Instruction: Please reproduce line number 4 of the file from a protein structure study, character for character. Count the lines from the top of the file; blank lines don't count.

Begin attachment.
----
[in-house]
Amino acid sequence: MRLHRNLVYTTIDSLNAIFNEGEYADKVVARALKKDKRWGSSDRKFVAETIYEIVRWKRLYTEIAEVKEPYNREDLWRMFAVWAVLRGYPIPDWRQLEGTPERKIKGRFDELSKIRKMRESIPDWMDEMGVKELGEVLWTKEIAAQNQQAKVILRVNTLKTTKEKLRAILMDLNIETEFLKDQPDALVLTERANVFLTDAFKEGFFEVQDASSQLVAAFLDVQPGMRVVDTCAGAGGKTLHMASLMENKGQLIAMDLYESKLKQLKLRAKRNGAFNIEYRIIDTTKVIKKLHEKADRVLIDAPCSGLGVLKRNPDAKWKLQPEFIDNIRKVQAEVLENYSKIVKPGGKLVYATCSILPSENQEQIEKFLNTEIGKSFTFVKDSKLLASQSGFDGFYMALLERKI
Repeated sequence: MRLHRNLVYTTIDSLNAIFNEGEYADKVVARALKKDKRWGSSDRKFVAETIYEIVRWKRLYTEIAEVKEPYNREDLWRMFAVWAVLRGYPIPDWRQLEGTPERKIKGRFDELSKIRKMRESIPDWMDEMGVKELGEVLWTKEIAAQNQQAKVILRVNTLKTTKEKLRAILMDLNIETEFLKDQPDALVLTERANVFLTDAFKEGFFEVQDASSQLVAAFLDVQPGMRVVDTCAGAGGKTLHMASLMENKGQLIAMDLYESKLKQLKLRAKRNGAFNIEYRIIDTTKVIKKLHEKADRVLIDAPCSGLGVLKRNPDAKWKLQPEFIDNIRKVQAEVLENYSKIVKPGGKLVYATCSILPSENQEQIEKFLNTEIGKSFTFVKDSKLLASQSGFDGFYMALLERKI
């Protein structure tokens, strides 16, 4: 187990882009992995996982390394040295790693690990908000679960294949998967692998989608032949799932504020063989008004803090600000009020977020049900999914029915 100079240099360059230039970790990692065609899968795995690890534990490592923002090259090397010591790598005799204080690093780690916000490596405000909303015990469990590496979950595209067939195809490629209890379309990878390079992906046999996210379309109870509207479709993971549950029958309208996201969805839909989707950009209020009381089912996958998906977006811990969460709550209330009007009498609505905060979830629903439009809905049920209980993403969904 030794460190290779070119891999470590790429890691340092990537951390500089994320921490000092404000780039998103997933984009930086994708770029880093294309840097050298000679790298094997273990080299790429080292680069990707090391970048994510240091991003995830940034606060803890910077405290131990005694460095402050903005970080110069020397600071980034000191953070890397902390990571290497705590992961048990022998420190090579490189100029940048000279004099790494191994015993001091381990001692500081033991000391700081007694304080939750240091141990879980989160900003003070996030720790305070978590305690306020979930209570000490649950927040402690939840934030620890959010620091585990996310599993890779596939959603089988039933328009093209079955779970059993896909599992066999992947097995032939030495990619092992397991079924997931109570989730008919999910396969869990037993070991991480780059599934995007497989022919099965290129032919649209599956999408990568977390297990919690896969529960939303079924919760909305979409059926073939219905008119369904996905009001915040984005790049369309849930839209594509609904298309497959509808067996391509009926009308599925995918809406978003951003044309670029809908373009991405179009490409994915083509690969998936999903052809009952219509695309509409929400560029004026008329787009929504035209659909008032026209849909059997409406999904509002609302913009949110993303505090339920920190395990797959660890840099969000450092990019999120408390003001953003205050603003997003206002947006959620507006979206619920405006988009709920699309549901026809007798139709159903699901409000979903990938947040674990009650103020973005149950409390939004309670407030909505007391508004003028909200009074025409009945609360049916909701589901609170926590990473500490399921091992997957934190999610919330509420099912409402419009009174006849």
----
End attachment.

């Protein structure tokens, strides 16, 4: 187990882009992995996982390394040295790693690990908000679960294949998967692998989608032949799932504020063989008004803090600000009020977020049900999914029915 100079240099360059230039970790990692065609899968795995690890534990490592923002090259090397010591790598005799204080690093780690916000490596405000909303015990469990590496979950595209067939195809490629209890379309990878390079992906046999996210379309109870509207479709993971549950029958309208996201969805839909989707950009209020009381089912996958998906977006811990969460709550209330009007009498609505905060979830629903439009809905049920209980993403969904 030794460190290779070119891999470590790429890691340092990537951390500089994320921490000092404000780039998103997933984009930086994708770029880093294309840097050298000679790298094997273990080299790429080292680069990707090391970048994510240091991003995830940034606060803890910077405290131990005694460095402050903005970080110069020397600071980034000191953070890397902390990571290497705590992961048990022998420190090579490189100029940048000279004099790494191994015993001091381990001692500081033991000391700081007694304080939750240091141990879980989160900003003070996030720790305070978590305690306020979930209570000490649950927040402690939840934030620890959010620091585990996310599993890779596939959603089988039933328009093209079955779970059993896909599992066999992947097995032939030495990619092992397991079924997931109570989730008919999910396969869990037993070991991480780059599934995007497989022919099965290129032919649209599956999408990568977390297990919690896969529960939303079924919760909305979409059926073939219905008119369904996905009001915040984005790049369309849930839209594509609904298309497959509808067996391509009926009308599925995918809406978003951003044309670029809908373009991405179009490409994915083509690969998936999903052809009952219509695309509409929400560029004026008329787009929504035209659909008032026209849909059997409406999904509002609302913009949110993303505090339920920190395990797959660890840099969000450092990019999120408390003001953003205050603003997003206002947006959620507006979206619920405006988009709920699309549901026809007798139709159903699901409000979903990938947040674990009650103020973005149950409390939004309670407030909505007391508004003028909200009074025409009945609360049916909701589901609170926590990473500490399921091992997957934190999610919330509420099912409402419009009174006849």